Commenced in January 2007
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Edition: International
Paper Count: 70142
Prevalence, Median Time, and Associated Factors with the Likelihood of Initial Antidepressant Change: A Cross-Sectional Study

Authors: Nervana Elbakary, Sami Ouanes, Sadaf Riaz, Oraib Abdallah, Islam Mahran, Noriya Al-Khuzaei, Yassin Eltorki

Abstract:

Major Depressive Disorder (MDD) requires therapeutic interventions during the initial month after being diagnosed for better disease outcomes. International guidelines recommend a duration of 4–12 weeks for an initial antidepressant (IAD) trial at an optimized dose to get a response. If depressive symptoms persist after this duration, guidelines recommend switching, augmenting, or combining strategies as the next step. Most patients with MDD in the mental health setting have been labeled incorrectly as treatment-resistant where in fact they have not been subjected to an adequate trial of guideline-recommended therapy. Premature discontinuation of IAD due to ineffectiveness can cause unfavorable consequences. Avoiding irrational practices such as subtherapeutic doses of IAD, premature switching between the ADs, and refraining from unjustified polypharmacy can help the disease to go into a remission phase We aimed to determine the prevalence and the patterns of strategies applied after an IAD was changed because of a suboptimal response as a primary outcome. Secondary outcomes included the median survival time on IAD before any change; and the predictors that were associated with IAD change. This was a retrospective cross- sectional study conducted in Mental Health Services in Qatar. A dataset between January 1, 2018, and December 31, 2019, was extracted from the electronic health records. Inclusion and exclusion criteria were defined and applied. The sample size was calculated to be at least 379 patients. Descriptive statistics were reported as frequencies and percentages, in addition, to mean and standard deviation. The median time of IAD to any change strategy was calculated using survival analysis. Associated predictors were examined using two unadjusted and adjusted cox regression models. A total of 487 patients met the inclusion criteria of the study. The average age for participants was 39.1 ± 12.3 years. Patients with first experience MDD episode 255 (52%) constituted a major part of our sample comparing to the relapse group 206(42%). About 431 (88%) of the patients had an occurrence of IAD change to any strategy before end of the study. Almost half of the sample (212 (49%); 95% CI [44–53%]) had their IAD changed less than or equal to 30 days. Switching was consistently more common than combination or augmentation at any timepoint. The median time to IAD change was 43 days with 95% CI [33.2–52.7]. Five independent variables (age, bothersome side effects, un-optimization of the dose before any change, comorbid anxiety, first onset episode) were significantly associated with the likelihood of IAD change in the unadjusted analysis. The factors statistically associated with higher hazard of IAD change in the adjusted analysis were: younger age, un-optimization of the IAD dose before any change, and comorbid anxiety. Because almost half of the patients in this study changed their IAD as early as within the first month, efforts to avoid treatment failure are needed to ensure patient-treatment targets are met. The findings of this study can have direct clinical guidance for health care professionals since an optimized, evidence-based use of AD medication can improve the clinical outcomes of patients with MDD; and also, to identify high-risk factors that could worsen the survival time on IAD such as young age and comorbid anxiety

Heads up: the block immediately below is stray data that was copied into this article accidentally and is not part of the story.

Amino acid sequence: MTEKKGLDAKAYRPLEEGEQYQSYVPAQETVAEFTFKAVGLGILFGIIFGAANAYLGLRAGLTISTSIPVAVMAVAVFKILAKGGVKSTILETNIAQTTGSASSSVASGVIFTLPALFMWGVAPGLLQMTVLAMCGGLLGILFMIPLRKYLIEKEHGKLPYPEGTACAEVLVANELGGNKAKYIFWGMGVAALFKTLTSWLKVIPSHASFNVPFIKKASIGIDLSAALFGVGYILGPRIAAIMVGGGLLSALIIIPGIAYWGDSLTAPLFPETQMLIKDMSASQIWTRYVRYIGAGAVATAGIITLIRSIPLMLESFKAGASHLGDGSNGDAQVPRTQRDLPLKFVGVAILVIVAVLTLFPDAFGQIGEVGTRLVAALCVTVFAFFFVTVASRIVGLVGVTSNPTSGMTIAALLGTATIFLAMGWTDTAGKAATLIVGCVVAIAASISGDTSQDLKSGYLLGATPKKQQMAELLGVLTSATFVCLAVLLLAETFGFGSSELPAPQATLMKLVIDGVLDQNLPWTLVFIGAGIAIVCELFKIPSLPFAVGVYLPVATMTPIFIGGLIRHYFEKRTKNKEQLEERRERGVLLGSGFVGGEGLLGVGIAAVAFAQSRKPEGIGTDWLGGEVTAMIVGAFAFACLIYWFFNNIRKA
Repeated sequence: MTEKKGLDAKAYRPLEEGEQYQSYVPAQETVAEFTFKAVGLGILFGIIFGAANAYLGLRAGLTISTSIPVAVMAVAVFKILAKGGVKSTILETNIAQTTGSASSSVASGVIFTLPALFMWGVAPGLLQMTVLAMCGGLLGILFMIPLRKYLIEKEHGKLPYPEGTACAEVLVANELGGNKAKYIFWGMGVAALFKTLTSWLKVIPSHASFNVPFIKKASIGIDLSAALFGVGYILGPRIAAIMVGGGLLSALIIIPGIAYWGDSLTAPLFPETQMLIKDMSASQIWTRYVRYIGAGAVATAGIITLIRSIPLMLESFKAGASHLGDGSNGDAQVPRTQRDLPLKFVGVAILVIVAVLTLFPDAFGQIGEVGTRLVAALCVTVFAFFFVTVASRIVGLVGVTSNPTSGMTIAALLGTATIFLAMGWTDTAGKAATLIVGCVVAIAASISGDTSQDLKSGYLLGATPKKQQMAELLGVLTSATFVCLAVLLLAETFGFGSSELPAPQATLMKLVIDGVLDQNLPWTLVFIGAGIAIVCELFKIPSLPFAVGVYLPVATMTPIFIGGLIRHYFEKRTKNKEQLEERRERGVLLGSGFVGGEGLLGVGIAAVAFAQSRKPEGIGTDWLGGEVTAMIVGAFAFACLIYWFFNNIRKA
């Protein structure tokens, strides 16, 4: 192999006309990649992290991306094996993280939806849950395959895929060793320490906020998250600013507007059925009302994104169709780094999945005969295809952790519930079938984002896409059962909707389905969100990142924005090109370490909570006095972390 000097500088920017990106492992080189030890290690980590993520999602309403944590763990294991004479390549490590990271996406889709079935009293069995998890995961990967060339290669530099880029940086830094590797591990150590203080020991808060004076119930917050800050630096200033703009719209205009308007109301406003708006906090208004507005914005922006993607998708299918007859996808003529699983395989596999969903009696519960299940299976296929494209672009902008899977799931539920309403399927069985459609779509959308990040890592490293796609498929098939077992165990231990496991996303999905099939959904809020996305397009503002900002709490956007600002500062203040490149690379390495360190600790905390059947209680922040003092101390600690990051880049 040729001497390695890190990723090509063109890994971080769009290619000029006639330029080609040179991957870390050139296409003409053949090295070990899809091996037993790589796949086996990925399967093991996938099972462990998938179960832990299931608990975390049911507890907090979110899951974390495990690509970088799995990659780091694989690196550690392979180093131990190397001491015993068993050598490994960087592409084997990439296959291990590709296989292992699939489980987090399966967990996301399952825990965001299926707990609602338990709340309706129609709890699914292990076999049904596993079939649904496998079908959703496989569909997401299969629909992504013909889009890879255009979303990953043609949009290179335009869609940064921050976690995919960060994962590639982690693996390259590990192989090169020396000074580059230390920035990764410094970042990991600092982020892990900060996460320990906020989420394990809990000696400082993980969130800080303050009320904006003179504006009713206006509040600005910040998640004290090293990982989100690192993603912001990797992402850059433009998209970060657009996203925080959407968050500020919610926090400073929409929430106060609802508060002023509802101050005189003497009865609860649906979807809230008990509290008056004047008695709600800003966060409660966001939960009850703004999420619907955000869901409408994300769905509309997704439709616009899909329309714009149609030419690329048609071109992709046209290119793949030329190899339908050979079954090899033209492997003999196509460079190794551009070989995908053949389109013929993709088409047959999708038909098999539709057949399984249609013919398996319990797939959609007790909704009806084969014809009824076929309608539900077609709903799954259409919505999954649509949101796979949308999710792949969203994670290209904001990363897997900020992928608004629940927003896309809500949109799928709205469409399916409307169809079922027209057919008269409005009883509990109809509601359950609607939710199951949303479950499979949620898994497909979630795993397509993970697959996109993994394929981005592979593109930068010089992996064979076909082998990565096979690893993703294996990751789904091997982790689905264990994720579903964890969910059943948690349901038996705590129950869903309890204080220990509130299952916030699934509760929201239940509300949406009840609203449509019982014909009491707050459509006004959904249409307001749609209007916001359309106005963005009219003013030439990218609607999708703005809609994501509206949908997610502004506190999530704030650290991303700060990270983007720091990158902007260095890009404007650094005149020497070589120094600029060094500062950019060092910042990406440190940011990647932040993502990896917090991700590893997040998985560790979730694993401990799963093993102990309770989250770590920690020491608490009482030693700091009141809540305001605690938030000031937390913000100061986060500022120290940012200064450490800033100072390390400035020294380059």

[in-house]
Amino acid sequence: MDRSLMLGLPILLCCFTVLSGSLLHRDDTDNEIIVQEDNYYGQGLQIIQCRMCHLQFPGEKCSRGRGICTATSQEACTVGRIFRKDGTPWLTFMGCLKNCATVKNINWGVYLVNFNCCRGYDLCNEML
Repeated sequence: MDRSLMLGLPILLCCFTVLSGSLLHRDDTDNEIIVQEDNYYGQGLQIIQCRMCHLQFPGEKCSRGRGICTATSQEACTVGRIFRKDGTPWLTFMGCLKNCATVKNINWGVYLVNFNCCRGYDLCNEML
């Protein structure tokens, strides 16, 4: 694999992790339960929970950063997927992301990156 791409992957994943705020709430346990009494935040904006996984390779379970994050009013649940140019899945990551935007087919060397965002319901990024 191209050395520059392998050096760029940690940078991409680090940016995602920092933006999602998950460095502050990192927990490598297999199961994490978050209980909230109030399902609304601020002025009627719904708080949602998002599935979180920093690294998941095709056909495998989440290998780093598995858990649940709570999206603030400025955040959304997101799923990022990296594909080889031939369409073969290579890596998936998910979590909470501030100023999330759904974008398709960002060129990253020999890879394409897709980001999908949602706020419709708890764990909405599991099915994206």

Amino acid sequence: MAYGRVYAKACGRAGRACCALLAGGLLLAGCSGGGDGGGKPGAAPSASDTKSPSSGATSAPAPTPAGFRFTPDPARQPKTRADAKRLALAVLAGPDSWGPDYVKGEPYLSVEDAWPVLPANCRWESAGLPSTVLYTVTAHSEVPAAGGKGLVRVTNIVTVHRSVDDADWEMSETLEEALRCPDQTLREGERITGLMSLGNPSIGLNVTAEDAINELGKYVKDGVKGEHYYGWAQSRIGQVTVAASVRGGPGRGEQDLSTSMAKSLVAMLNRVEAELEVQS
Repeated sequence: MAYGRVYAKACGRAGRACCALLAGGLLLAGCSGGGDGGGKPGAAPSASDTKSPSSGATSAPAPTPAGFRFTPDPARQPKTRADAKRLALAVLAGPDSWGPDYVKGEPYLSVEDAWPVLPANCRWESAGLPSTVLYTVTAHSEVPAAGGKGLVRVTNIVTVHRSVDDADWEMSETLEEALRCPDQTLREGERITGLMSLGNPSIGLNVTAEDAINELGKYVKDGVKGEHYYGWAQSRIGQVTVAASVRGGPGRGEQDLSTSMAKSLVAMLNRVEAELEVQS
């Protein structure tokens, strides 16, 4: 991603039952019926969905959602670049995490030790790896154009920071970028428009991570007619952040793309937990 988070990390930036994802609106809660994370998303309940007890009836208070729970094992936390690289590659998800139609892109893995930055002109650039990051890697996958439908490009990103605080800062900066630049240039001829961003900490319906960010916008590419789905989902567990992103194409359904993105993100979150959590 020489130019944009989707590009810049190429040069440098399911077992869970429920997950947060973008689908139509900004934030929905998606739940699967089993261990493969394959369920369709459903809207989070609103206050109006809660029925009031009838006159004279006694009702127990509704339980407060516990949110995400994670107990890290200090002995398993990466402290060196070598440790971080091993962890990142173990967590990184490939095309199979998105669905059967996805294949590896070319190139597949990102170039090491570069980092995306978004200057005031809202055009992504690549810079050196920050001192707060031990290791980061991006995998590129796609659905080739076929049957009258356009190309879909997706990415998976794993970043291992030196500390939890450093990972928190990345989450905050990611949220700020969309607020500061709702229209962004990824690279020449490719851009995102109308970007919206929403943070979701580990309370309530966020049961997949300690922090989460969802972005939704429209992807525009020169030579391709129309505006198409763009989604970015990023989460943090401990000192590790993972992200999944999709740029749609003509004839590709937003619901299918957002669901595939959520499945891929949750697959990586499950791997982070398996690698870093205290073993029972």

Keywords: initial antidepressant, dose optimization, major depressive disorder, comorbid anxiety, combination, augmentation, switching, premature discontinuation

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